Yulia Tsvetkova, Yelena Grigoryeva, and Yekaterina Lysikh are proud of being LGBTQ women. Recently, all three were victims of violence, and one of them did not recover from it.
As you may know, there is a law prohibiting “LGBTQ propaganda” since 2013. This means that an LGBTQ person like you and me cannot kiss her girlfriend or even hold her hand in public places.
There can also be no community publicity, so there can be no rainbow flags, Pride marches, or other events in Russia under penalty of arrest, most of them are very violent.
But things are getting out of hand. What is happening in Eastern Europe is extremely worrying. It’s worse than that, it’s scary.
Yulia Tsvetkova has been the victim of this growing repression.
She runs two groups on social networks, both of which feature pro-LGBTQ messages.
The Russian government charged her with “propaganda,” fined 50,000 rubles ($808 - €722) and placed her under house arrest for two months.
Yulia Tsvetkova now risks of being sentenced to six years in prison for this LGBTQ promotion and also for sharing feminist artwork suggesting the female sex. The representation of the female body is now also forbidden as if it were something dirty!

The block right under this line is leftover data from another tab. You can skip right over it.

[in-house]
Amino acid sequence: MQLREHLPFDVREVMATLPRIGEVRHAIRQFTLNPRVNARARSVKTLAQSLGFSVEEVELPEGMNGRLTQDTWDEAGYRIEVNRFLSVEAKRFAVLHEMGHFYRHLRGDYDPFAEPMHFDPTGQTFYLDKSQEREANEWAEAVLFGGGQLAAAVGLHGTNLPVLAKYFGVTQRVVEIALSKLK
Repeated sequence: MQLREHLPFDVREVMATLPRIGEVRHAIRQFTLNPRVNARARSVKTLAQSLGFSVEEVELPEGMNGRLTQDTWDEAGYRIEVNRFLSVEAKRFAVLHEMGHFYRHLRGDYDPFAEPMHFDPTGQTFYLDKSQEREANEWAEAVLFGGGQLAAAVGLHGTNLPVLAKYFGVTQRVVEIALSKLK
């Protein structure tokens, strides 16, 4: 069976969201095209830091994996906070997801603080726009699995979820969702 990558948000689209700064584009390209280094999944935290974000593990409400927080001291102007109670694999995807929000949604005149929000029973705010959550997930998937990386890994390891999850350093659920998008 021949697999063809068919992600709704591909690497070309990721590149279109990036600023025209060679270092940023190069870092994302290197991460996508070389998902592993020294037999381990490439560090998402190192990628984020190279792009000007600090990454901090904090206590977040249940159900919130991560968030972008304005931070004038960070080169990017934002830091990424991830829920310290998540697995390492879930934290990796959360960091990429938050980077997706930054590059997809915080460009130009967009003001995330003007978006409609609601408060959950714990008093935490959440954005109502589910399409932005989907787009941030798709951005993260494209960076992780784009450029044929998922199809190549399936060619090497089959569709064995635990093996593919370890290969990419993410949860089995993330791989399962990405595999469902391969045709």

Other artists are subject to increasing repression by Putin’s government.
Yelena Grigoryeva, an LGBTQ activist, was recently murdered after her information was published on a website promoting the hunting of LGBTQ people.
The authorities closed the case, believing that she had died in a domestic dispute.
A few months ago, in St. Petersburg, an 18-year-old Yekaterina Lysikh and her friends were followed by a group of teenagers who suspected them of being lesbians because of their appearance and the fact that they were holding hands.
Lysikh was violently beaten in the face until she lost consciousness in a café where she had taken refuge.
Teenagers aged 12 to 19 years have been arrested and convicted.
How many more women will suffer this violence?
At the beginning of 2019, Russia’s LGBT Network reported the arrest of 40 people for belonging to the LGBTQ community. Two of them died under torture.